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The History of the Future: Build, Baby, Build on Historic Preservation

Bryan Caplan

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Historic preservation is one of the most crowd‐​pleasing rationales for preventing development. Critics often ridicule the rationale’s abuse. New York has an historic parking lot, and so does Washington, DC. Rarely, however, does anyone challenge the principle of historic preservation. My new Build, Baby, Build: The Science and Ethics of Housing Regulation does precisely that.

I first decided to address historic preservation while reading Triumph of the City by Ed Glaeser, chair of Harvard’s Economics Department. He is unquestionably a hero of Yes In My Backyard (YIMBY). He’s probably the greatest YIMBY hero in academia. But to my ears, Glaeser still praises historic preservation with faint damnation:

In cities and suburban enclaves alike, opposition to change means blocking new development and stopping new infrastructure projects. Residents are in effect saying “not in my backyard.” In older cities like New York, NIMBYism hides under the cover of preservationism, perverting the worthy cause of preserving the most beautiful reminders of our past into an attempt to freeze vast neighborhoods filled with undistinguished architecture.

This passage inspired a Build, Baby, Build scene where I invite Ed for a ride in my time machine. First, I take him back to 1928 and show him the original Waldorf‐​Astoria Hotel. The hotel was undeniably gorgeous.


But in the late 1920s, regulators didn’t try very hard to “preserve the most beautiful reminders of our past.” So about a century ago, developers were able to demolish the hotel.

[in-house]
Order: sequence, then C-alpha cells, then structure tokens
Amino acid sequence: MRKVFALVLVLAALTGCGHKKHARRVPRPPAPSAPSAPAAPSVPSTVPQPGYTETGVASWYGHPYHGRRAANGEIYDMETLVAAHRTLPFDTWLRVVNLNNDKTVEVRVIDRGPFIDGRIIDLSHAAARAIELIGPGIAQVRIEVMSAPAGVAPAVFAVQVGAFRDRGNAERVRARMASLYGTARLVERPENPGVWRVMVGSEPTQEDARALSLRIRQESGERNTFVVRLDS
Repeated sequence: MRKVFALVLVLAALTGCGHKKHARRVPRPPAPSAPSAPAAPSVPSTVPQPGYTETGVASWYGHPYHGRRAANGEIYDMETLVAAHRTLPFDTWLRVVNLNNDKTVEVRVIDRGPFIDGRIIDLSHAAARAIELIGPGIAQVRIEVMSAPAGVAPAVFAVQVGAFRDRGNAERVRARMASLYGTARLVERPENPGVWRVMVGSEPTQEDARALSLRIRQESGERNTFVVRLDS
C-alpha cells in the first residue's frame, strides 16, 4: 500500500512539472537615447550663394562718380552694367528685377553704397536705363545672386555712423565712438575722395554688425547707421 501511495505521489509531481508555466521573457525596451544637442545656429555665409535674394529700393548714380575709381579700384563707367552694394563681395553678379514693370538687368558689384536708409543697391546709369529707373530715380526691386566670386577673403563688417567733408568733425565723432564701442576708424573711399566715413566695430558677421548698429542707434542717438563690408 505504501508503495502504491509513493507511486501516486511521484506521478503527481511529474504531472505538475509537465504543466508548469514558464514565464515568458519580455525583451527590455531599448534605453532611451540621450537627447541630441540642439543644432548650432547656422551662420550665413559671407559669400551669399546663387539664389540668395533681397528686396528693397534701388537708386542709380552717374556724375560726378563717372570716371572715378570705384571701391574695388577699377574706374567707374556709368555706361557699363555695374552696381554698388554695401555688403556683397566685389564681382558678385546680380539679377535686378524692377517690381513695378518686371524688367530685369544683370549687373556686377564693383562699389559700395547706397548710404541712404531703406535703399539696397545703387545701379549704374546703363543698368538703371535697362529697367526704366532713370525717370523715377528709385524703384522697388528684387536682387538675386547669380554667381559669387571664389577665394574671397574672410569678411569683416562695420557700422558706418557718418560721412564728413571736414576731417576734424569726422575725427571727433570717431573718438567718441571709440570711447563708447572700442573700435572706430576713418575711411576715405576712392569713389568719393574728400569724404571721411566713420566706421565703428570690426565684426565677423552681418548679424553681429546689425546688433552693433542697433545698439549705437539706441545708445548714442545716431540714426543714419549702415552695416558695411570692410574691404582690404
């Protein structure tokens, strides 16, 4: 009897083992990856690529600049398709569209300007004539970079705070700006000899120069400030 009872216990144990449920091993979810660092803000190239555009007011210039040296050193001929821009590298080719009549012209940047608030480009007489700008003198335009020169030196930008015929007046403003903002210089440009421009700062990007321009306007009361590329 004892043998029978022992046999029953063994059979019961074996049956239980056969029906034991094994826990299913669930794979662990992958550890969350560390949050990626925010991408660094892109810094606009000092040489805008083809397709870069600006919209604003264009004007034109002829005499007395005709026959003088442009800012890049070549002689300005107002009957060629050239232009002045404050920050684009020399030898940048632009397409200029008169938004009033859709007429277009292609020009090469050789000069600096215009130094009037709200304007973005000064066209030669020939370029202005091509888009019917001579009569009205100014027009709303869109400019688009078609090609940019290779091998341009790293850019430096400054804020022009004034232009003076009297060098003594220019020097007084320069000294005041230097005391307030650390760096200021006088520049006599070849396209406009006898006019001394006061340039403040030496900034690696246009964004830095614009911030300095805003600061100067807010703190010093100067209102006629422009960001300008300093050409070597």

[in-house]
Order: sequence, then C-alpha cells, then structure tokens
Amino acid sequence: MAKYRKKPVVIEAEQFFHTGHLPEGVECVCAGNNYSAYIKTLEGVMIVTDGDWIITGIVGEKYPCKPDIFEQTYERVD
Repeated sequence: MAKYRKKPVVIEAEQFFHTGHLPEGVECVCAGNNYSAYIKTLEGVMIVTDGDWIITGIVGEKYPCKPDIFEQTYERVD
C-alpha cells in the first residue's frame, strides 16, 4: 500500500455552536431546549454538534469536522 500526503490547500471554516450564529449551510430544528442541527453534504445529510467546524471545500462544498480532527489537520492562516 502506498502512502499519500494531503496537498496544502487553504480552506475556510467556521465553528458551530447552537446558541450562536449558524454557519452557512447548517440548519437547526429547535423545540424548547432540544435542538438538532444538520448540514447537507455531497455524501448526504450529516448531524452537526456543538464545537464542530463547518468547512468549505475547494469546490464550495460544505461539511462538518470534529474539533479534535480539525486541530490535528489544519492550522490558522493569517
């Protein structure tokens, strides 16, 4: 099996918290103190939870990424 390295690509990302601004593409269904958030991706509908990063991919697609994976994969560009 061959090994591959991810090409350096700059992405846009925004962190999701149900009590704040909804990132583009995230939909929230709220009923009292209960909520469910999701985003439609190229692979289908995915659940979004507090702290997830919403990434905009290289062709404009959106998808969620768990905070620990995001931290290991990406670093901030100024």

And then… they built the iconic Empire State Building in its stead! Take a look.

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On reflection, there is a widely‐​ignored trade‐​off between preserving past greatness and creating new greatness. Almost every beloved building stands on the footprint of an even older building. If historic preservation had existed throughout history, many more truly ancient structures would still be standing. But everything more recent would, at best, be less conveniently located. Many wouldn’t exist at all! After all, there’s little point in building the Empire State Building anywhere other than a city center.

Without historic preservation laws, profit‐​maximizing developers would still consider historic value. Tenants and buyers like historic stuff, so they’ll pay a premium for it. Developers like good publicity, so they have an added incentive to loudly proclaim their enduring eagerness to keep history alive. Philanthropists may even buy historic buildings and turn them into museums, or partial museums.

I say these free‐​market forces deliver all the historic preservation a reasonable person would ever want. I know, many of my fellow economists will hail the positive externalities of doing even more. But we shouldn’t give them the time of day. Much of what mainstream economists credulously call “positive externalities” is just Social Desirability Bias — our all‐​too‐​human tendency to voice pretty lies.

“History is priceless” is a lovely yet absurd slogan. A few architectural historians aside, people barely care about 99 percent of protected buildings. When was the last time you smiled at a random structure built before your birth? What’s your tenth favorite building in Paris, never mind San Francisco?

But even if you take the positive externalities more seriously than I do, we’re not choosing between positive externalities and nothing. We’re choosing between the positive externalities of the buildings we have, and positive externalities of the buildings we could have instead. People in the past were right to believe that the future could easily outshine the past. Why shouldn’t we believe the same?

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